People were crying
Central Pennsylvania became the center of national power last weekend when the semi-annual Civility Retreat, rolled by special Amtrak trains into Harrisburg. Funded by special interest groups, the three-day retreat is designed to ‘‘take politicians out of the Washington spotlight and away from political bickering.” It must have worked. In the sweetest place in the world, Hershey Pennsylvania, 190 members of Congress, Democrats, Republicans and their families, with full VIP treatment were able to connect, to feel, to know pain, to surrender their partisan beliefs and support more bi-partisan efforts.
“People were crying,” Representative Ellen Tauscher, D-Calif., said the day the Convention was over, about the intimate emotional exchanges that occurred during the parley. The bitterly divided partisan members probably came to this momentous moment at the high fire while singing Kumbaya and sipping hot chocolate. It is regrettable that they were so engaged in this repartee that the schedule left no time for field trips. Just a couple of short hops around Hershey and they would have had something to cry about.
People are crying in Philadelphia, Pittsburgh and in just about every other school district where there is a significant disadvantaged population. While Philadelphia spends $8 million on a laser light show for its riverfront, the school district is taping schoolbooks back together. Governor Ridge has offered these kids a school choice package, one that undoubtedly the Federal education bureaucracy will move to stifle with more bi-partisan mandates from Washington.
People are crying on family farms in mid-state Pennsylvania where dairy, hog and tobacco prices have dropped dramatically and the farmers are getting crushed. While a bi-partisan congressional caucus pledges $2 billion for open space preservation, true open space, family farms, are betting bull dozed by the hour as price controls are randomly stripped without thought to the consequences.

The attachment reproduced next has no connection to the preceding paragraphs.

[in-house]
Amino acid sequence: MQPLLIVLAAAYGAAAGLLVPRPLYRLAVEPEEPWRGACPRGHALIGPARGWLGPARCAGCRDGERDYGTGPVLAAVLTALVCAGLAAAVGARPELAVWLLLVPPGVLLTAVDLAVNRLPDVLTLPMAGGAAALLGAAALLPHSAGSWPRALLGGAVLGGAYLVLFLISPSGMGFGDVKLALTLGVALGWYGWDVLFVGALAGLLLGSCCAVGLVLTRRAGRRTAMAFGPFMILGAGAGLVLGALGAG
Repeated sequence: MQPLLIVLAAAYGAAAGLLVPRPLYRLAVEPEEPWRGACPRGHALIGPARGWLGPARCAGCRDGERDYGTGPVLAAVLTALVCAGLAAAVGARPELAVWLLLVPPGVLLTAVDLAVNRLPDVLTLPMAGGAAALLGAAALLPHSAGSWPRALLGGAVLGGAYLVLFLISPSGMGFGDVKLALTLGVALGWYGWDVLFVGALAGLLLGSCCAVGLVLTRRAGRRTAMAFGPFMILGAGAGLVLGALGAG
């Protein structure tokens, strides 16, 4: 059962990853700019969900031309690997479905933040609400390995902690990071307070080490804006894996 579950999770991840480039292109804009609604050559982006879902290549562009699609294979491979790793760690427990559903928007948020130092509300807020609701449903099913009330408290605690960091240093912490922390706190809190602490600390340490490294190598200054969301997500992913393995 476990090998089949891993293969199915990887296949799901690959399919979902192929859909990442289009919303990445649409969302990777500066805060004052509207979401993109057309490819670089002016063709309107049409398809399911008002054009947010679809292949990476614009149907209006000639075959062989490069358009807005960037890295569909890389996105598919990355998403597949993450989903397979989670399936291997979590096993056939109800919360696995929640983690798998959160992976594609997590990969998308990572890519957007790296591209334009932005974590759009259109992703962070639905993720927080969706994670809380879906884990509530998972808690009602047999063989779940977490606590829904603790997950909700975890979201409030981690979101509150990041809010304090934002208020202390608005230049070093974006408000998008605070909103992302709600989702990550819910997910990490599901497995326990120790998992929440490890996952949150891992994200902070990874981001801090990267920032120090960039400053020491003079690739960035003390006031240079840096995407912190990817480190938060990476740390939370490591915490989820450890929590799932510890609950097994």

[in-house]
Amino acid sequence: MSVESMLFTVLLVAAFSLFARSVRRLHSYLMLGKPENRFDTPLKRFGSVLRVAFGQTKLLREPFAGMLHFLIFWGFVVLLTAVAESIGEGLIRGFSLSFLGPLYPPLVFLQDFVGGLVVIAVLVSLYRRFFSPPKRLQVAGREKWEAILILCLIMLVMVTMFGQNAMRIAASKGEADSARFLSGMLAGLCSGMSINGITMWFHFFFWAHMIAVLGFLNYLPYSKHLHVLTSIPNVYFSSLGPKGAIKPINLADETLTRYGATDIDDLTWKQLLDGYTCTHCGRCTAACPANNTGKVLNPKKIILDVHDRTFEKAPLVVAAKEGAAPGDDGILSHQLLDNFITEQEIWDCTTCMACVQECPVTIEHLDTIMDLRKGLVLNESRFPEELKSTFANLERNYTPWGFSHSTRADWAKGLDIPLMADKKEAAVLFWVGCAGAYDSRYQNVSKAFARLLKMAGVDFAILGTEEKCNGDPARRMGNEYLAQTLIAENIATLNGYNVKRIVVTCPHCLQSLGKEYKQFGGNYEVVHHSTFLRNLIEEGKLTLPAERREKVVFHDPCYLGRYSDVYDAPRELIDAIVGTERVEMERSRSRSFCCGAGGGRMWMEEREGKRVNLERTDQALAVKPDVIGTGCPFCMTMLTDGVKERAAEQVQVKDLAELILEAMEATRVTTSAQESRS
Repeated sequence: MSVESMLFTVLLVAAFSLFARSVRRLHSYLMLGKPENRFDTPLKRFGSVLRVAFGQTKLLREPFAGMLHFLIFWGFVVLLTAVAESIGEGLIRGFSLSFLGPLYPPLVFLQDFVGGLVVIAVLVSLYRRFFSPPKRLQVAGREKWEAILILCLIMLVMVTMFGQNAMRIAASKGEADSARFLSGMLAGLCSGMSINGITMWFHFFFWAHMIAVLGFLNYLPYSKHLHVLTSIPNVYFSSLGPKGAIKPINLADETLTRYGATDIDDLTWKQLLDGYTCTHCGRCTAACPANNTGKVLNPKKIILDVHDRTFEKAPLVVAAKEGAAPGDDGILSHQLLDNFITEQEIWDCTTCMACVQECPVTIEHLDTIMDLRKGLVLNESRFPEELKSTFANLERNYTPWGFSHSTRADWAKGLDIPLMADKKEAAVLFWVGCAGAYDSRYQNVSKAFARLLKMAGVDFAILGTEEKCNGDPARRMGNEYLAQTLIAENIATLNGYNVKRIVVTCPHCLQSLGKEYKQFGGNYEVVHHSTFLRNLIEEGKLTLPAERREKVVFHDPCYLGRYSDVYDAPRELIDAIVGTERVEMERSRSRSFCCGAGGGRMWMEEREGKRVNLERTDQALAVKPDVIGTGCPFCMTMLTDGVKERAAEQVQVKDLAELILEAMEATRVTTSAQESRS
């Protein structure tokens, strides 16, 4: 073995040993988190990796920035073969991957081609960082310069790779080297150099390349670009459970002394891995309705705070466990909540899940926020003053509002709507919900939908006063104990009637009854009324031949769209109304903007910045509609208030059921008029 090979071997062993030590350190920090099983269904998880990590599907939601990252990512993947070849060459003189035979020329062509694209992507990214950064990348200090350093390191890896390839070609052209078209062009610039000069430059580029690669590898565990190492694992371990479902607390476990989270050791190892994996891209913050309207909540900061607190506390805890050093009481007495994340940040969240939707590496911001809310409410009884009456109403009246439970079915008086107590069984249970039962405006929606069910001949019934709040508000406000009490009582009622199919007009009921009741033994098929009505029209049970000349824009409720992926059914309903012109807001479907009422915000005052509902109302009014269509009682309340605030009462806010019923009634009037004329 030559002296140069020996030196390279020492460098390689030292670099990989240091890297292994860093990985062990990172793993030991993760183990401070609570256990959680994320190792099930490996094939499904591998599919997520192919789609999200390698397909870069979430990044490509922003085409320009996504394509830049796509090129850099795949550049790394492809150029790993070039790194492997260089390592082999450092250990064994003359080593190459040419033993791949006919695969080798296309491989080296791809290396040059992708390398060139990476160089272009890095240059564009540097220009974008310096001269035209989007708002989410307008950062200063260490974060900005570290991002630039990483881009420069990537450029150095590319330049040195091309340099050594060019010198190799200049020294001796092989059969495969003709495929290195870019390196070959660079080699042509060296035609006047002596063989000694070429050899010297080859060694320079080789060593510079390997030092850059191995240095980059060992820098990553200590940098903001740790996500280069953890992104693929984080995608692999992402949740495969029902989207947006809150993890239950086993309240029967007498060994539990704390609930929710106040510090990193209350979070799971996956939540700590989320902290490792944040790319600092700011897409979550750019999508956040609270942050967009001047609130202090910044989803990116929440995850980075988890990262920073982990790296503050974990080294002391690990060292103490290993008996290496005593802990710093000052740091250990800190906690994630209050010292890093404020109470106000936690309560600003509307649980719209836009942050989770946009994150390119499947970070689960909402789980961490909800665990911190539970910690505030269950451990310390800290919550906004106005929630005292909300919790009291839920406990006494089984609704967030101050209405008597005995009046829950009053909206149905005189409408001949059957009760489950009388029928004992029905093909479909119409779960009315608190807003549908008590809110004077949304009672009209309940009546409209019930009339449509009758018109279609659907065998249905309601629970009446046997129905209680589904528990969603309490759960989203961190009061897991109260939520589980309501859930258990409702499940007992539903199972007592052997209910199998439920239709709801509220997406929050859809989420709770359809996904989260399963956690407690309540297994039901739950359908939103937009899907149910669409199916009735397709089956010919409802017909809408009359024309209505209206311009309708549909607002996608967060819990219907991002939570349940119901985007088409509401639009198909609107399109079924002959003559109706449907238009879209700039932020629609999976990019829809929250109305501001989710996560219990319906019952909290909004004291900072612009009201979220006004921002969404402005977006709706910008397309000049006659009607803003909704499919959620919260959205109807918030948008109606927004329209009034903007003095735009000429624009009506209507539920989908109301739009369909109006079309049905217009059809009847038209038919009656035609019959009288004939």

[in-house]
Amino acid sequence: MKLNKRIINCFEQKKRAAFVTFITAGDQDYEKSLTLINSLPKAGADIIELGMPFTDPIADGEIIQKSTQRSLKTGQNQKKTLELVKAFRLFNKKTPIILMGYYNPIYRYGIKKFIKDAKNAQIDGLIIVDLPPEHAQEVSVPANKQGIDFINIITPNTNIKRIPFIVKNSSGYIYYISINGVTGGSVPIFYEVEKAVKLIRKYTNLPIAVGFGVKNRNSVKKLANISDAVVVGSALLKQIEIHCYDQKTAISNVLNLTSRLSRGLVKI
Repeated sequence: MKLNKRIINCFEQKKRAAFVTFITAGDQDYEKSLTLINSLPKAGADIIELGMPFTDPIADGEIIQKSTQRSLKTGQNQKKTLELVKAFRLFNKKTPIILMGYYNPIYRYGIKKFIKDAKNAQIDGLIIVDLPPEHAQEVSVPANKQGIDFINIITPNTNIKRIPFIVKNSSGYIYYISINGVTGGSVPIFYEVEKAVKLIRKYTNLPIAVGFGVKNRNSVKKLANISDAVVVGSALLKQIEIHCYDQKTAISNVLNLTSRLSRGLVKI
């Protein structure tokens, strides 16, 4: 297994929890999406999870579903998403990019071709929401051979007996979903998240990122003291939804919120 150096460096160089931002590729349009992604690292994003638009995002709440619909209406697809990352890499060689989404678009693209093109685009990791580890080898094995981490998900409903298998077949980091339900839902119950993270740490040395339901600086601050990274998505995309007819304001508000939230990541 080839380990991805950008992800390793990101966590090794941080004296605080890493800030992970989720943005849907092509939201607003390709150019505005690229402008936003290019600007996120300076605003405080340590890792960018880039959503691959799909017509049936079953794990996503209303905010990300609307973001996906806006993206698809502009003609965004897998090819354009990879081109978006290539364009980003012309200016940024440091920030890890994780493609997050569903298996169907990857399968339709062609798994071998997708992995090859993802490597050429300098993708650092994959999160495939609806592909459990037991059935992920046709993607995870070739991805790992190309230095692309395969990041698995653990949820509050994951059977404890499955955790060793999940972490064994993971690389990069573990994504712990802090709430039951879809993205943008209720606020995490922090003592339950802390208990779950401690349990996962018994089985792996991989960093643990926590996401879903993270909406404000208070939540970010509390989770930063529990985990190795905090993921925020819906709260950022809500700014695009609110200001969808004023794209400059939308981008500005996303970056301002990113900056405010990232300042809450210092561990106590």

People are crying in independently owned businesses in Pennsylvania. While a bi-partisan congressional caucus pledged in 1993 that independent business owners would be able to deduct the full cost of medical insurance for themselves and their employees, the way their corporate colleagues do, it still hasn’t happened. The employers strain against the cost of HMO coverage, while their employees battle the constraints of the HMO.
People are crying in family owned businesses in Pennsylvania. While a bi-partisan caucus pledged in 1994 to relieve the onerous provisions of the Inheritance Tax that forces family businesses to sell, the IRS objected based on complex and arcane accounting rules. Congress rolled over and family businesses are being sold at an alarming rate leaving our communities stripped of proprietors and the community support engendered by local ownership.
In Hershey Pennsylvania the Congress of the United States cried, while so many segments of American society weep. Debate is intrinsic to the health of our republic. It’s not the debate that’s the problem, its’ the problems that the Congress debates. Inevitably the outcome is another Federal solution and those Federal solutions are the root of so many state problems. The great issues that have faced this nation since the days of the Continental Congress have never been debated with civility. Civility in the discourse of public debate is symptomatic of a lack of conviction and compassion. We expect rancor in the crafting of policy that’s how democracy works. What we really want is for the Congress to stick with Congress’ issues and leave the states alone.
Some day the congress of the United States may understand that, if they do they’ll focus on the few truly national issues in the magnificent partisan tradition of this republic and then civility be damned.